It was almost 9:00 when we crossed the state line into Oregon and the sleepy border town of O’Brien where we stopped for some gas. We had barely put the car in park and climbed out when we heard a booming voice, “Here I’ve come to save the day! How can I be your knight in shining armor, ladies?”. We turned to see a jolly-looking man wearing a cap that failed to conceal the laugh lines around his eyes which deepened with his smile, purposefully striding towards us. We were helplessly drawn to this charming man who was pumping gas for us in his self-service station. Welcome to Oregon.


It was my turn behind the wheel. Wispy clouds in twilight hues faded slowly into the darkness as drove along, thoughts of hot showers and warm beds filling our minds. It was a long day and I was getting sleepy. It didn’t help that Colo napped beside me, and it had grown quiet in the backseat. I wondered how truckers managed to drive their rigs and keep themselves awake on long, lonely roads. I gained a newfound respect for them.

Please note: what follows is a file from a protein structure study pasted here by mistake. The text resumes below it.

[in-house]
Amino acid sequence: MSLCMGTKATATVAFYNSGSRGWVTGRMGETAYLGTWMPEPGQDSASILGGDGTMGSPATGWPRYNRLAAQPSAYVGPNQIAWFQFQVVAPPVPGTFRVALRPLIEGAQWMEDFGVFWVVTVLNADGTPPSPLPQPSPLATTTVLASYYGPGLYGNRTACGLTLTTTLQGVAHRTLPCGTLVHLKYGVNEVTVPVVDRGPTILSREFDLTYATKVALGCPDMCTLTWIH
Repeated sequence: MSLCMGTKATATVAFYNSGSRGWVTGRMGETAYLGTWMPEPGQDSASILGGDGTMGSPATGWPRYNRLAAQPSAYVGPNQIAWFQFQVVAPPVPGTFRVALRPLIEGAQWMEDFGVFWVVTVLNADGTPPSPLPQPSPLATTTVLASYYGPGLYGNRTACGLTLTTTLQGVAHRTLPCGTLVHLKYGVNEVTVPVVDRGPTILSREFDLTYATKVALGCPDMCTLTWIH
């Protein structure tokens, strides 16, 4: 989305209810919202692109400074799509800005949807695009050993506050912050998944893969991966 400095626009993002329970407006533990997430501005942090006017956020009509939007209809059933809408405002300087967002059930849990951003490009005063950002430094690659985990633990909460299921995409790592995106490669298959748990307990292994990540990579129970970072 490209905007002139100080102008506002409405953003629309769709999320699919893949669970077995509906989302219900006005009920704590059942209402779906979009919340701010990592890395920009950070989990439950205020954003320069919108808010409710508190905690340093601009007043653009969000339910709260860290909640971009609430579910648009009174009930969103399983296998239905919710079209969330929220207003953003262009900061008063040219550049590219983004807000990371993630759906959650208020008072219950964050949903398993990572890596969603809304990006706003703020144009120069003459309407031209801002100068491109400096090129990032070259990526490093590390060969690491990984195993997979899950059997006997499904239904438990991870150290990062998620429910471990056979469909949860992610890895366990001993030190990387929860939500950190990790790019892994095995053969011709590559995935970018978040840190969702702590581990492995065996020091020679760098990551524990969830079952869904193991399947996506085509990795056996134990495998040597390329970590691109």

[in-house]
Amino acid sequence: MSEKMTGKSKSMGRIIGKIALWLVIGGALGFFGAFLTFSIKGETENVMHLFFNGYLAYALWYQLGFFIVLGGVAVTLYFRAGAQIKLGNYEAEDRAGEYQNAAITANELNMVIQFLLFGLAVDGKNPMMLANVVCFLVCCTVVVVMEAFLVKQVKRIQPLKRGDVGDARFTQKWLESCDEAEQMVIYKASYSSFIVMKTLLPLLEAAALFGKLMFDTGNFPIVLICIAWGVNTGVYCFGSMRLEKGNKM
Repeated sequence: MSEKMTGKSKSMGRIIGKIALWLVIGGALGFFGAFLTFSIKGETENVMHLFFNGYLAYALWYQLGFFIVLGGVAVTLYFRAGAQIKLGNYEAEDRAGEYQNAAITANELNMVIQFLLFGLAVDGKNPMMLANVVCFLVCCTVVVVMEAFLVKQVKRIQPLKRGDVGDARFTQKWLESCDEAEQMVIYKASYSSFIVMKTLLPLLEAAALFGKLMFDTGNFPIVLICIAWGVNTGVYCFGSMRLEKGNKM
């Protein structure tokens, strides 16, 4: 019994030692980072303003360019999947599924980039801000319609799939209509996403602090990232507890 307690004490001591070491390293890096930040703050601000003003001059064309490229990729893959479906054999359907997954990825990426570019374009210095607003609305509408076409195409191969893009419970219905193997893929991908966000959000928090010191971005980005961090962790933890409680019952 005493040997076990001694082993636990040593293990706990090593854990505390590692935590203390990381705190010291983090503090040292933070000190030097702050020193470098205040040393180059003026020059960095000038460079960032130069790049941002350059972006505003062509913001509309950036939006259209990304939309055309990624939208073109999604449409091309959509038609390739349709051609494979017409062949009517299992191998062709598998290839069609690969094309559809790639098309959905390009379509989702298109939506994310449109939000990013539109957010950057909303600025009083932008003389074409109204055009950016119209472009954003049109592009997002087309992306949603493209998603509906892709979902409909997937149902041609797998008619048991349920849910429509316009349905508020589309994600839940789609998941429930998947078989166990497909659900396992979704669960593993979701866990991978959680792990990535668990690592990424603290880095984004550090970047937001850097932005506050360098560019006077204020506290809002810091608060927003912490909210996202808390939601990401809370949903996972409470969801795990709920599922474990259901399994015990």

We stopped for a quick bite in a KFC in Eugene before finally pulling into the driveway of a Victorian home in downtown Portland another two hours later. It was midnight and Therese’s charming 2-bedroom apartment was like an oasis for the weary traveler.

to be continued...

Also in this series:

Pacific Coast Highway : the road trip part 1

Pacific Coast Highway : the road trip part 2

April 26, 2009

Pacific Coast Highway : the road trip part 2


From this point, Highway 101 takes on a new nickname, the Redwood Highway. So named because it snakes the rest of way through northern California’s redwood empire and all the way up to Josephine County in Oregon. About 20 minutes west of the Redwood Highway is the Point Reyes Seashore where we hiked over the sand dunes and spread out some blankets for a light picnic lunch of cheeses, fruit, deli meats and bread from a quick stop at Trader Joe’s earlier.


We watched lazily and contentedly from our little spot on this long stretch of beach as a couple on horseback rode past us along the water’s edge while a couple of kids dug up holes in the sand and took turns burying each other.We must have been there for a couple of hours at the very least and it was late afternoon by the time we reached Marshall, a town famed for it’s oysters.



In fact, half the state’s shellfish growers source their supply from here. Colo, being a former SF resident and frequent customer at Tony’s Seafood Restaurant, proclaimed that they served the best oysters she’s ever had. Tony’s is a family-owned roadside seafood shack set on stilts above the waters of Tomales Bay, the very source of half their menu.